The last part of the show covers Adam and Eve and was mercifully free of video. But I found the staging of this part of the piece to be strange. I guess I don't agree with the idea that to make this piece accessible what you do is stage it in a way that brings its elements to the world of Earth and Man. It's not clear to me that this is what the piece is about. It should presumably be more mythic, spiritual, and mysterious. It's probably not about a wedding dance under a disco ball and what a newlywed couple does while watching TV and surfing the Internet after work. Why does the Internet exist at all? Why does Adam have a job? The questions are endless.
Before going on I do have to say this: it's a testament to how strong the musical foundation of the Haydn is that all of that bullshit could happen on top of it and it still almost worked. There were a few stirring moments when you could forget about the shit burrito and just let the music wash over you. But only a few, and that was nowhere near enough.
This whole sad experience just serves to further illustrate the zombie status of classical music in the culture at large. The orchestras are scared to death (perhaps correctly) that they are increasingly irrelevant in the minds of "the youngs" and this causes them to go to desperate lengths to produce content that they think might bring those people, whoever they might be, into the theater. There are of course three problems with this overall scheme:
The people doing these productions have no idea how to appeal to the audience that they seek.
The shallow idea to use "new media" and production techniques (like video) runs into the problem that a large musical organization is good at playing music not producing video or even hiring others to produce it for them.
The audience the PSO is after knows little about the product that the PSO might provide to them.
This most recent disaster makes me think back to all of the awful audience outreach events that now increasingly have to happen at the concert because apparently there is no other space in which one could provide instructional materials to people about the music that they just bought a ticket to hear.
A couple of years back there was the 15 minute lecture on Pictures at an Exhibition before the performance of Pictures. Just last month there was a 20 minute pre-performance lecture about the Shostakovich 5 with the orchestra playing live excerpts from the piece that they were about to play in five minutes.
Now I want you to think about any other musical performance that you have witnessed in the last ten years ... how many times did the performer come out on stage and explain to you the music she was going to play before just playing it? I don't mean some funny stage banter about how they wrote the lyrics on toilet paper while on tour or something. I mean an actual explanation for why you should find the piece interesting while you are sitting in the audience having already bought the ticket. I'm going to guess that you have never witnessed something as backward as this, ever, in your entire lifetime, unless you go to classical music concerts regularly. Can you imagine a world where you buy a ticket to go see Vince Staples, or Taylor Swift, or even some really old music like The Rolling Stones and the first thing they do is come out on stage and explain all the lyrics and the organization of the music and production to you before just performing the songs? No you can't. Why? Because if you bought the ticket you already know the music.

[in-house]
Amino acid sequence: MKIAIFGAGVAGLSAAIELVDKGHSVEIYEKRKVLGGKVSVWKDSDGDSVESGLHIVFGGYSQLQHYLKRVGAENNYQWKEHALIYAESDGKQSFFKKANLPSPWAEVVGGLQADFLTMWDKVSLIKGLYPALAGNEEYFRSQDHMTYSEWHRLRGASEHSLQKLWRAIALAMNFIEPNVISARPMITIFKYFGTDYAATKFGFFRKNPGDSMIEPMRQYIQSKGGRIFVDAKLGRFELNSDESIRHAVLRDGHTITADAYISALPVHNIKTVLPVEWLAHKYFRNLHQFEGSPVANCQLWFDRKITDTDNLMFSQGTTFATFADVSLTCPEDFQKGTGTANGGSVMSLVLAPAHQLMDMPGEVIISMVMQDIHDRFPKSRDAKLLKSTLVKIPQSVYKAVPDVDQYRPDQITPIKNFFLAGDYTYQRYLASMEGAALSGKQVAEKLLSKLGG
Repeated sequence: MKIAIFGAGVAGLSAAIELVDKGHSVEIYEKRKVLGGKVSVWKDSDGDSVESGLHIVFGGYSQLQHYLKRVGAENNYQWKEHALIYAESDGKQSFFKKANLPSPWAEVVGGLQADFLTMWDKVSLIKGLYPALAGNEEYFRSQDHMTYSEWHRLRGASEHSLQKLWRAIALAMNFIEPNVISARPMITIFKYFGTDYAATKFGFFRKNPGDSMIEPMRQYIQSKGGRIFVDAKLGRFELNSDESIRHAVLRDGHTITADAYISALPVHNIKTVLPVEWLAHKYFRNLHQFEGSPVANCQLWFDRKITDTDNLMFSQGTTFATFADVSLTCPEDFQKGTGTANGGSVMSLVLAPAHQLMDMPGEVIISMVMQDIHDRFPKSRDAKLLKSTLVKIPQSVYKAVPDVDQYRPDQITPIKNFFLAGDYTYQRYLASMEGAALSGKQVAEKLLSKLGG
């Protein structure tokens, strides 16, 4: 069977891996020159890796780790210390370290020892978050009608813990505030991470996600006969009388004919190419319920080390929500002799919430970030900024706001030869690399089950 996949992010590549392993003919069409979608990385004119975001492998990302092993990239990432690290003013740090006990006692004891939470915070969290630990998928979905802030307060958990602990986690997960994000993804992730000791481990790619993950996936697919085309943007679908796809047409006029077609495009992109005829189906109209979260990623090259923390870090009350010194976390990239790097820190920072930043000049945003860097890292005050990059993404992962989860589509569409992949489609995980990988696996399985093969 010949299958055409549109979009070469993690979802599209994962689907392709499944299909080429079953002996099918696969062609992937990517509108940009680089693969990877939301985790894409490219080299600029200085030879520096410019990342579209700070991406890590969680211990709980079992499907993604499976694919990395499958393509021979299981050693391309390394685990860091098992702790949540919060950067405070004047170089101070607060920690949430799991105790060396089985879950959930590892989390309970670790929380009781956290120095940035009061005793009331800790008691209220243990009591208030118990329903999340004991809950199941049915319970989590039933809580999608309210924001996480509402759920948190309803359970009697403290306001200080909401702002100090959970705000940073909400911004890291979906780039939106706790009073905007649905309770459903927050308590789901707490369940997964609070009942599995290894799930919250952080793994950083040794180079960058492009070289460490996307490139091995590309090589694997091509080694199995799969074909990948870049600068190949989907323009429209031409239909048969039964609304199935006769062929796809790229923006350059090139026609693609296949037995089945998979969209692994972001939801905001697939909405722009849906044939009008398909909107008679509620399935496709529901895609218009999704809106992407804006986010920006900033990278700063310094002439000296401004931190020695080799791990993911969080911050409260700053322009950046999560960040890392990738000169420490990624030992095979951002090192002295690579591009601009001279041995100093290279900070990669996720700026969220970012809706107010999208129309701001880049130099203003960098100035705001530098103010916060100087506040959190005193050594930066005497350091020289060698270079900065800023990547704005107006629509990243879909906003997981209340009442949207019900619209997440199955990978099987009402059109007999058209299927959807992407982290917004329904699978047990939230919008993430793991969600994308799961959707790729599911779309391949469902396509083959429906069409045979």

But for some reason this can't be true for the PSO. And so the battle is already lost. Apparently the PSO cannot assume that anyone who bought a ticket to the show is ready for the product that will be served. Instead the PSO thinks that they must assume that the paying audience is made up of school children who need to be spoon fed a picture of the piece before the concert starts, then again before the piece is played and then again when the piece is played for real. I am not here to pass judgement on the beginners. I am sympathetic to what they are going through, but I find the current treatment of them kind of patronizing.
In my opinion the long term result of this can only be retrenchment. The organization will inevitably shrink to reflect its actual relevance in the consciousness of the audience. I think there is enough of an audience to keep the music alive, but probably not in Heinz Hall, and maybe not with a hundred of the best professional musicians in the world. It will be sad when it goes away, and I will appreciate every great show that happens until it all falls apart. But, I am no longer optimistic that the falling apart is avoidable.
I still think the music was great, when you could pay attention to it. I found the soloists and chorus to be particularly impressive.
I guess if I had read this earlier I would not have bothered to go. Although I might have still been victimized since the piece does not say the "film" will be complete trash.
Here's a nice video from the later part of The Creation performed in a more traditional way. See how nice it is?
Still, here is a crazy dance version ... I wonder what that's like.
Finally, here is another modernist staging. I did not watch the whole thing to see if there were plastic dolphins having sex.